If a member of your party goes missing. Search for him or her, but preserve their footprints, scent articles (clothing, pack, etc.), belongings, witnesses, point-last-seen, camp, car, etc. Send for help and provide information regarding the exact location where the person was last seen, what happened, the missing person's medical background, etc.

A Note about Cell Phones.

In most wilderness environments, cell phone coverage is very limited. Do not depend on a cell phone to help in an emergency. That said, your cell phone may prove to be a useful tool if you follow these steps:

  • Turn off your phone or place it in airplane mode. Cell phones use a lot of power when searching for a signal and will completely drain a fully charged battery in only a few hours.
  • In an emergency, turn on your phone, or take it out of airplane mode, to see if you can acquire a signal. In the wilderness, sometimes a few feet can make a difference in getting a call through or sending a text. If it is safe to do so, try moving to higher ground.
  • If your phone acquires a signal, call 911. Tell the operator your name and that you are lost in a wilderness area. Provide him/her with as much information about your location as possible. If you have a GPS app on your phone that provides the coordinates of your location (e.g. "Compass" app on iPhone; any number of apps available for Android phones), provide the coordinates of your location to the operator. The operator should tell you to turn your phone off to conserve power, and to turn it on again at a certain time. Be sure to follow these directions since rescuers will attempt to contact you at that time.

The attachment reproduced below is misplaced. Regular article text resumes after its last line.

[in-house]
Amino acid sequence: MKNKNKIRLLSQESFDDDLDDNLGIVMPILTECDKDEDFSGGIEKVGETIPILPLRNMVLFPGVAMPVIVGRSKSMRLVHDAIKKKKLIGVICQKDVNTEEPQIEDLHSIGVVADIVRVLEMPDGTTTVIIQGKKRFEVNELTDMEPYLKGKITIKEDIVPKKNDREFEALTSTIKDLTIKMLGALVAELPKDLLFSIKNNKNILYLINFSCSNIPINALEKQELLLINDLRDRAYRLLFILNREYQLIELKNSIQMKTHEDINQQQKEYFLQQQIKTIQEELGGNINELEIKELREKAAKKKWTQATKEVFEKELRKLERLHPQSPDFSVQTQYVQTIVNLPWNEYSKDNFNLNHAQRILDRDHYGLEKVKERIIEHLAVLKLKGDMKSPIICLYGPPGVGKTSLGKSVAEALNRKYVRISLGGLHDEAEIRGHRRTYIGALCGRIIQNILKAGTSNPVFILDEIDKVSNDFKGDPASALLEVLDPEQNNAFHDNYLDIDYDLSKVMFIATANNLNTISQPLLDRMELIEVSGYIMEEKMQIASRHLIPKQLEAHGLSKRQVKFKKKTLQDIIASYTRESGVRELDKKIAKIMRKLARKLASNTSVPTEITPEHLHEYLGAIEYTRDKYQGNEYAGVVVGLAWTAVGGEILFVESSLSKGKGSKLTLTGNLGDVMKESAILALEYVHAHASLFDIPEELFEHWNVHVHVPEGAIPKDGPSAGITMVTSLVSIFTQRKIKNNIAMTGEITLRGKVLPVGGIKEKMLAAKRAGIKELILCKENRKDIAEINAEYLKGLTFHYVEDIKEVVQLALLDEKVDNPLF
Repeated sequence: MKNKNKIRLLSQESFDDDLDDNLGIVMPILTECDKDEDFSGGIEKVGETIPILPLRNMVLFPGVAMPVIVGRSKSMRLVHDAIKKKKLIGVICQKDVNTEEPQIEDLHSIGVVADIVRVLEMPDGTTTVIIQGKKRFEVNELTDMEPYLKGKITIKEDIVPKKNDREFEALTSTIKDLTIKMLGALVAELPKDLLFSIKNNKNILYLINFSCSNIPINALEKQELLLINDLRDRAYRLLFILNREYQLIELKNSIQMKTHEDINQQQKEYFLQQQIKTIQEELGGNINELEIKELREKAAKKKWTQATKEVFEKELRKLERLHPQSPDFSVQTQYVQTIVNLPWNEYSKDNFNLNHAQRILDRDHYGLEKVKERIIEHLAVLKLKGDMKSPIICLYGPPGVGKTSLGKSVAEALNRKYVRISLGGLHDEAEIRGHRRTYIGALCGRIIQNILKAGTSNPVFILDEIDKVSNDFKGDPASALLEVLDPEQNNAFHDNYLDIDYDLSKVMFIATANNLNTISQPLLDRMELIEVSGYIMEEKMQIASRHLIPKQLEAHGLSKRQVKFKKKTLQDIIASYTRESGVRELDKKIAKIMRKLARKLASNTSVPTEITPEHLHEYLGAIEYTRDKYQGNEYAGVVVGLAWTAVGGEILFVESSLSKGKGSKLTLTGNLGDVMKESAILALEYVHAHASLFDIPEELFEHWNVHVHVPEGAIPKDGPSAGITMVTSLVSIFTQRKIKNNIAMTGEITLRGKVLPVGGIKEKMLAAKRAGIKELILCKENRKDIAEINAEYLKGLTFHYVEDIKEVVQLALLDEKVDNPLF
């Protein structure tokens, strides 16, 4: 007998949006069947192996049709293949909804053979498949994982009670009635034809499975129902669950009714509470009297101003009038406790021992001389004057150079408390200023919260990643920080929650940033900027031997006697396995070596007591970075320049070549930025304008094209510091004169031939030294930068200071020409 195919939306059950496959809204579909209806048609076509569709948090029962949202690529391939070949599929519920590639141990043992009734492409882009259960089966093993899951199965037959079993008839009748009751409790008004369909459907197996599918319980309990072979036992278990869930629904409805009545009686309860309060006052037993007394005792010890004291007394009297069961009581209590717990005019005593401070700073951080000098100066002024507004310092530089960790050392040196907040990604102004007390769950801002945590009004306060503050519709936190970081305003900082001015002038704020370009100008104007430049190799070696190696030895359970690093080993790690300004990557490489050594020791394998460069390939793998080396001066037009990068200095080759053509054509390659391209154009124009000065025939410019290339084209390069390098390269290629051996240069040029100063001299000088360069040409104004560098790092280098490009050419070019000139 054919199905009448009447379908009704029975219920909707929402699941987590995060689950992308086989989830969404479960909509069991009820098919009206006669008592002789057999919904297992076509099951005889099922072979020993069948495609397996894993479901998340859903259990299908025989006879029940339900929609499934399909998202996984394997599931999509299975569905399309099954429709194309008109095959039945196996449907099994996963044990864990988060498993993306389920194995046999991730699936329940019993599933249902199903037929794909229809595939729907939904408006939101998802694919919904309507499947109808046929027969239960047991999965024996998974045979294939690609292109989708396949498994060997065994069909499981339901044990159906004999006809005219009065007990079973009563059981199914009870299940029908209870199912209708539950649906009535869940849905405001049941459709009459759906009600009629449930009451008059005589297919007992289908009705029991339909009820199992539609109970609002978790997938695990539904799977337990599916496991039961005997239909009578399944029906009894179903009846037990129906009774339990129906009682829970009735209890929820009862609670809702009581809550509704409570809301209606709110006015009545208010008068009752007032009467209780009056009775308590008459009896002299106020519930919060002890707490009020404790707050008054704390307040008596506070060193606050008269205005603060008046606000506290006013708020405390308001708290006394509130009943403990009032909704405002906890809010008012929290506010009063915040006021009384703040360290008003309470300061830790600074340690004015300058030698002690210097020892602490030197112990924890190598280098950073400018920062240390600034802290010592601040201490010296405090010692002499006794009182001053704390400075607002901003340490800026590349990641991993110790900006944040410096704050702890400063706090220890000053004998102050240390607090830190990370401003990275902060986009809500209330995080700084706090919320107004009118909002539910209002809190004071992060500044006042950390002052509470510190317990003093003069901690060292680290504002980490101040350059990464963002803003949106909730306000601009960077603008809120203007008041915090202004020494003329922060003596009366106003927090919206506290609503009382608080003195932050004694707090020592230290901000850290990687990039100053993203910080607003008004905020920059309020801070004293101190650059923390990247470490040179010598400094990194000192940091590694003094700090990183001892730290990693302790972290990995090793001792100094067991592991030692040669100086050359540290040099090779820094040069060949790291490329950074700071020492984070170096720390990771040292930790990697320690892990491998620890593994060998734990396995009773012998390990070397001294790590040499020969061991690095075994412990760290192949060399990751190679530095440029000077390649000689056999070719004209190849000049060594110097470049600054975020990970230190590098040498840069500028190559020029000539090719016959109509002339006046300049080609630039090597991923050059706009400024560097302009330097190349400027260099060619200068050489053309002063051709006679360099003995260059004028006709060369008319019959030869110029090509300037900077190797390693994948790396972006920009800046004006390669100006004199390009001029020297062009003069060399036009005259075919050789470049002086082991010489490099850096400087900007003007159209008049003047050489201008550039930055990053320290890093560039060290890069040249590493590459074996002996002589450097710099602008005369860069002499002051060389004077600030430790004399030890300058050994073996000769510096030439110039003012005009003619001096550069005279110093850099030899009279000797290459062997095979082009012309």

• If you are unable to call 911, try sending a text message to 911. Text-to-911 service is becoming increasingly available in California, and text messages have a greater chance of being transmitted in remote areas as they require less bandwidth than a voice call. Provide as much detail about your location and situation as possible. If you are unable to text 911, try sending a text message to a responsible person asking that they call 911 on your behalf.
  • Do not call friends and family! Emergency services personnel will do that for you. You need to conserve your phone's battery.